... Just to be complete, please read :help ft-syntax-sh (g:is_bash is covered there, for example). Regards, Chip Campbell -- You received this message from
          Message 4 of 18 , Aug 1, 2011
            ranousse@... wrote:
            > On 31/07 13:49, Thilo Six wrote:
            >
            >> ,----[ :h ft-sh-syntax ]----------------------
            >>
            >> < bash:>
            >> let g:is_bash = 1
            >> `---------------------------------------------
            >>
            > So there is no trick at all, I only have to choose the right option.
            > Thank you very much.
            >
            Just to be complete, please read :help ft-syntax-sh (g:is_bash is
            covered there, for example).

            Regards,
            Chip Campbell

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          • Thilo Six
            Charles Campbell wrote the following on 01.08.2011 18:17 Hello Charles, I think here is a typo: -- -- ... ^ `- s:ft-syntax-sh:ft-sh-syntax: :help
            Message 5 of 18 , Aug 1, 2011
              Charles Campbell wrote the following on 01.08.2011 18:17

              Hello Charles,

              I think here is a typo:

              -- <snip> --

              > Just to be complete, please read :help ft-syntax-sh (g:is_bash is
              ^
              `- s:ft-syntax-sh:ft-sh-syntax:
              ':help ft-syntax-sh' returns E419 to me

              > covered there, for example).
              >
              > Regards,
              > Chip Campbell
              >

              Regards,
              --
              bye Thilo

              4096R/0xC70B1A8F
              721B 1BA0 095C 1ABA 3FC6 7C18 89A4 A2A0 C70B 1A8F


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            • ZyX
              Reply to message «Re: sh vs bash syntax coloring», sent 18:28:38 01 August 2011, Monday ... ?
              Message 6 of 18 , Aug 1, 2011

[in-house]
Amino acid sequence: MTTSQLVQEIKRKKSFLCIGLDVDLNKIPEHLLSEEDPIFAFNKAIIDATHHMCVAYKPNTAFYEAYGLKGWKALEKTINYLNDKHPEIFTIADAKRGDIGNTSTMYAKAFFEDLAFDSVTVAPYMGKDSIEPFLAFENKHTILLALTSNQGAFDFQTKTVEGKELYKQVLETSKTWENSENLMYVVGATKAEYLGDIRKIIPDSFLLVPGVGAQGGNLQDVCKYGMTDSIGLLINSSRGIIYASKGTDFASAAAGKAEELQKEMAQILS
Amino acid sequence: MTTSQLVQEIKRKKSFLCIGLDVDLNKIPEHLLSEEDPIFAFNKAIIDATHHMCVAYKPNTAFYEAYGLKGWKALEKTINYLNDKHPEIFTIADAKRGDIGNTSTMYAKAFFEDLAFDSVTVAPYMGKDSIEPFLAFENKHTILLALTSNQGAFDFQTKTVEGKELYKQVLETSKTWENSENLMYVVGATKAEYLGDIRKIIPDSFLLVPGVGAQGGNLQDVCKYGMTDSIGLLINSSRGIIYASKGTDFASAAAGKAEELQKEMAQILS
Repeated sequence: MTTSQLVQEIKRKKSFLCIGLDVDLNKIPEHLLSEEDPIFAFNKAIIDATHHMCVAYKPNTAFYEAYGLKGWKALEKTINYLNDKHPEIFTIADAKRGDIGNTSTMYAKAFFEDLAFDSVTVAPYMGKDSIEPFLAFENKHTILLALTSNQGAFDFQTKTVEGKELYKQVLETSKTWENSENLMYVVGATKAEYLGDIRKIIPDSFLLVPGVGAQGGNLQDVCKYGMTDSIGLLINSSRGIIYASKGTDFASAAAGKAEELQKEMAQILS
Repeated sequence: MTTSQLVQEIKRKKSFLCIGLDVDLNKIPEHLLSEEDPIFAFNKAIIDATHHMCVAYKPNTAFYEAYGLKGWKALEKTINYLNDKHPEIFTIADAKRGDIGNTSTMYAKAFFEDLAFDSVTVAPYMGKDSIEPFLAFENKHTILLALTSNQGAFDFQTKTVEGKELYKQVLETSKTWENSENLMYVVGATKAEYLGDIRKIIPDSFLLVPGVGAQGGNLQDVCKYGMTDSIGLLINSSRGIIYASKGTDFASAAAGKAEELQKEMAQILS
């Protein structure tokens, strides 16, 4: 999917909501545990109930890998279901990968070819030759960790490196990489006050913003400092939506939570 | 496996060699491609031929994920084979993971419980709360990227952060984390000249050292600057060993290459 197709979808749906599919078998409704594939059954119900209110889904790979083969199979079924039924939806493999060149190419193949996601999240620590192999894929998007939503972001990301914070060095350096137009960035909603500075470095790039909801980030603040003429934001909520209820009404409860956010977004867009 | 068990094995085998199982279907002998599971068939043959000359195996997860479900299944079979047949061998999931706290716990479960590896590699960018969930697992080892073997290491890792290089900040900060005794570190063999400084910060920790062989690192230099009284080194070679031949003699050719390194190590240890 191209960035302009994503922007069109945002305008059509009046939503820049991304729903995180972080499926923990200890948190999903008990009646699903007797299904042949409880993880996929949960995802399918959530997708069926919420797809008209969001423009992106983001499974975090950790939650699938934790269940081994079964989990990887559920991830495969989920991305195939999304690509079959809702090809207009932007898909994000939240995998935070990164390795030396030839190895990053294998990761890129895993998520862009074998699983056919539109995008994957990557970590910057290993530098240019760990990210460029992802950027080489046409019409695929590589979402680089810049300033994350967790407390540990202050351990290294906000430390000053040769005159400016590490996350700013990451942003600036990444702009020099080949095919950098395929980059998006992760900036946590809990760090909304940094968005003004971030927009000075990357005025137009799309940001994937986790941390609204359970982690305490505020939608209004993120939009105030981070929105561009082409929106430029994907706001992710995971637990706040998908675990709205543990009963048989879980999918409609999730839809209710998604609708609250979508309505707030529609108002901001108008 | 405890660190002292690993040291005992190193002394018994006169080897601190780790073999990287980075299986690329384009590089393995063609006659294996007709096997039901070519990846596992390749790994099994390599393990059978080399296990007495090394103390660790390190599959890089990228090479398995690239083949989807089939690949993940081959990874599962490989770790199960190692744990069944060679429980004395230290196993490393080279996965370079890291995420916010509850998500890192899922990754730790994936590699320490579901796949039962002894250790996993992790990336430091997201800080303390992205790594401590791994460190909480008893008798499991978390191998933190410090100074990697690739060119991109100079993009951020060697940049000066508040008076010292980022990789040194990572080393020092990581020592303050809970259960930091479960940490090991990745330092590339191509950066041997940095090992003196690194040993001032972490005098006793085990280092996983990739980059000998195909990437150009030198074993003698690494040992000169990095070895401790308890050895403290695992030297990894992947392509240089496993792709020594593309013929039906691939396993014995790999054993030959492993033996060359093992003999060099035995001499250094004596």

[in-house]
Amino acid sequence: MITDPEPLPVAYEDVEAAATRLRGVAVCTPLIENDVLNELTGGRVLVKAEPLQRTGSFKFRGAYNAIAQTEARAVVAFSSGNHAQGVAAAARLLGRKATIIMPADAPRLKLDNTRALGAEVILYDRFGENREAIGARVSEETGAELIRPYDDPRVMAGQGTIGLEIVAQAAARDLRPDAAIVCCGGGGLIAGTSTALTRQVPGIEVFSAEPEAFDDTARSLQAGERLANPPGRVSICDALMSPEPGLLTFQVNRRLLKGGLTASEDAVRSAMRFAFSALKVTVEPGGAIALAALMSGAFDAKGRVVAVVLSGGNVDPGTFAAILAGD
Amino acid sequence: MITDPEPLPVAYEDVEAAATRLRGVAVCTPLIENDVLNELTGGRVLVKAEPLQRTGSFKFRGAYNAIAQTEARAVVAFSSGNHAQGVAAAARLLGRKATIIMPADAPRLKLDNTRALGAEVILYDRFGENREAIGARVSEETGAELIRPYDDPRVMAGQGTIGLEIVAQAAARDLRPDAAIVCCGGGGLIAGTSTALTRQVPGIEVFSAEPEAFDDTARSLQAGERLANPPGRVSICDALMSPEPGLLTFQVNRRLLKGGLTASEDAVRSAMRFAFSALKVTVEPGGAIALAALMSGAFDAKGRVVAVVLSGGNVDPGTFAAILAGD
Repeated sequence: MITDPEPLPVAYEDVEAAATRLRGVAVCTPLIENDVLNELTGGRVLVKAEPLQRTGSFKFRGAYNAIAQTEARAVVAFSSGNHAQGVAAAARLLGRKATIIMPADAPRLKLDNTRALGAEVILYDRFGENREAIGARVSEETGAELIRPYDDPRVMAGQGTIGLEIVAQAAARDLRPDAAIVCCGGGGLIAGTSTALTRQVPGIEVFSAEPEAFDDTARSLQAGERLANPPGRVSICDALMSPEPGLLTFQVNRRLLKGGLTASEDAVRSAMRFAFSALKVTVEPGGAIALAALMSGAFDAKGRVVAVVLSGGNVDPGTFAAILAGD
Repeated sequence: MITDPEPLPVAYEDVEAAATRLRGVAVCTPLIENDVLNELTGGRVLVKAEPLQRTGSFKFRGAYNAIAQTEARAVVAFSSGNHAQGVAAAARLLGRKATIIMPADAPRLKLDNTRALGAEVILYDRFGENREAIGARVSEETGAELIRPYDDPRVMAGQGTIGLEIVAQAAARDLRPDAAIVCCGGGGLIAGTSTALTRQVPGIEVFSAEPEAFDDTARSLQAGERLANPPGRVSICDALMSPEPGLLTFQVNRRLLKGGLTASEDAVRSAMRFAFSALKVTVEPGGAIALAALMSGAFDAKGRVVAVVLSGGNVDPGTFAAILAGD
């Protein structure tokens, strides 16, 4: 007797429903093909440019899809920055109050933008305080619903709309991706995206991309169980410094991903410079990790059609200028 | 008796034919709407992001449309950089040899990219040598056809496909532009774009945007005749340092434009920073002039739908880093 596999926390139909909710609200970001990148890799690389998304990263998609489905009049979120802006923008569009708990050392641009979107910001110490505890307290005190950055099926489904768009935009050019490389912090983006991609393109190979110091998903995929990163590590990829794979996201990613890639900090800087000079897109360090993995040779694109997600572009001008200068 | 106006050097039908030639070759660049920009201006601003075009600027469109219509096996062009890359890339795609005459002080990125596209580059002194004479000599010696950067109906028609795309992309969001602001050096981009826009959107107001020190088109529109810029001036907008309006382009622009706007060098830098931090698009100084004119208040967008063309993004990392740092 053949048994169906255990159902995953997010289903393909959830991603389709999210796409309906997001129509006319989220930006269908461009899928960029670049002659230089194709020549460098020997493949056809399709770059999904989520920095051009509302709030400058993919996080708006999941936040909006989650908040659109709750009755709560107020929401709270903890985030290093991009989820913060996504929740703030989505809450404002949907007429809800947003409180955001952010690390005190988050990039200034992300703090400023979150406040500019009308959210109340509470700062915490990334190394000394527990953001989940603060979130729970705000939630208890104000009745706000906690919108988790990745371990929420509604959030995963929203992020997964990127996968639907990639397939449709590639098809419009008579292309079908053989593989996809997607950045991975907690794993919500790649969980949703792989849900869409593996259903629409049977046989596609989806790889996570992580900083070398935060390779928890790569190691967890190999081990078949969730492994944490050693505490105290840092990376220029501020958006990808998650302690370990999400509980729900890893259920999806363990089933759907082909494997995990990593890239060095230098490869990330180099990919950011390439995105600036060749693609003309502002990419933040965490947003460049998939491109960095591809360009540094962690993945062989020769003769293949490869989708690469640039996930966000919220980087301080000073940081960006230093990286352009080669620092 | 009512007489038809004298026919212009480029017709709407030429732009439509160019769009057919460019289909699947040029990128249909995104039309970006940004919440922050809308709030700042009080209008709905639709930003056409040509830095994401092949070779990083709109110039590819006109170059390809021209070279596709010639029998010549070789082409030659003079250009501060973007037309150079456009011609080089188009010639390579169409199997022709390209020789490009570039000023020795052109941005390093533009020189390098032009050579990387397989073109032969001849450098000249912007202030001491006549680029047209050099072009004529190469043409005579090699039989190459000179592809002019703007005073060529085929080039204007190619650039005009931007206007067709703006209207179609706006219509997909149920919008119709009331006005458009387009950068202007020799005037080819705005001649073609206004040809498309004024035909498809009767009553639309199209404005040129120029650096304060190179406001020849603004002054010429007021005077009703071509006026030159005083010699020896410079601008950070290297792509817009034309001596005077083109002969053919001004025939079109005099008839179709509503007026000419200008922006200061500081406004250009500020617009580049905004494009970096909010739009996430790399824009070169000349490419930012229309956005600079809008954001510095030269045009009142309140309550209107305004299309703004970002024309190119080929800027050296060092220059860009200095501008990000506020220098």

Reply to message «Re: sh vs bash syntax coloring»,
                sent 18:28:38 01 August 2011, Monday
                by Leiking:

                > zsh.
                ?

                Original message:
                > zsh.
                >
                > 2011/8/1 <ranousse@...>:
                > >> You can put this option somewher in ~/.zshenv. Or, better, use zsh
                > >> syntax for it:
                > >> !action=(xpdf -option) ; ... ; $action file
                > >> !action="xpdf -option" ; ... ; ${(z)action} file
                > >> !action="xpdf -option" ; ... ; $=action file
                > >> in last case it is just one more character to type, in the first case
                > >> you should type exactly the same number of characters, but two of them
                > >> are different. These methods are not the same under all circumstances,
                > >> but are the same here. I actually hate using bash for scripting: how do
                > >> you like using command "${array[@]}"
                > >> where in zsh you type just
                > >> command $array
                > >> . You have to also turn your mind on remembering that you must use
                > >> quotes around any parameter if you want it to come in one piece and
                > >> unmodified.
                > >>
                > >> I would likely choose zsh, perl, python for scripting but not bash.
                > >
                > > Ok thank you. I think this will be sufficient for my need.
                > > Actually I didn't say bash was better than zsh, but I learnt sh syntax
                > > first (not even bash, so no array at all it seems) and I don't know zsh
                > > one. I only write small scripts ;-)
                > > But I'm sure you're right.
                > >
                > > --
                > > You received this message from the "vim_use" maillist.
                > > Do not top-post! Type your reply below the text you are replying to.
                > > For more information, visit http://www.vim.org/maillist.php
              • Charles Campbell
                ... Sorry, that should ve been :help ft-sh-syntax . Regards, Chip Campbell -- You received this message from the vim_use maillist. Do not top-post! Type
                Message 7 of 18 , Aug 1, 2011
                  Thilo Six wrote:
                  > Charles Campbell wrote the following on 01.08.2011 18:17
                  >
                  > Hello Charles,
                  >
                  > I think here is a typo:
                  >
                  > -- <snip> --
                  >
                  >
                  >> Just to be complete, please read :help ft-syntax-sh (g:is_bash is
                  >>
                  > ^
                  > `- s:ft-syntax-sh:ft-sh-syntax:
                  > ':help ft-syntax-sh' returns E419 to me
                  >
                  Sorry, that should've been :help ft-sh-syntax .

                  Regards,
                  Chip Campbell

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                • Simon Nicolussi
                  ... Not all shells support command substitution via $(...), even though it is required by POSIX. The /bin/sh in Solaris comes to mind. If you know you re using
                  Message 8 of 18 , Aug 1, 2011
                    Benjamin R. Haskell wrote: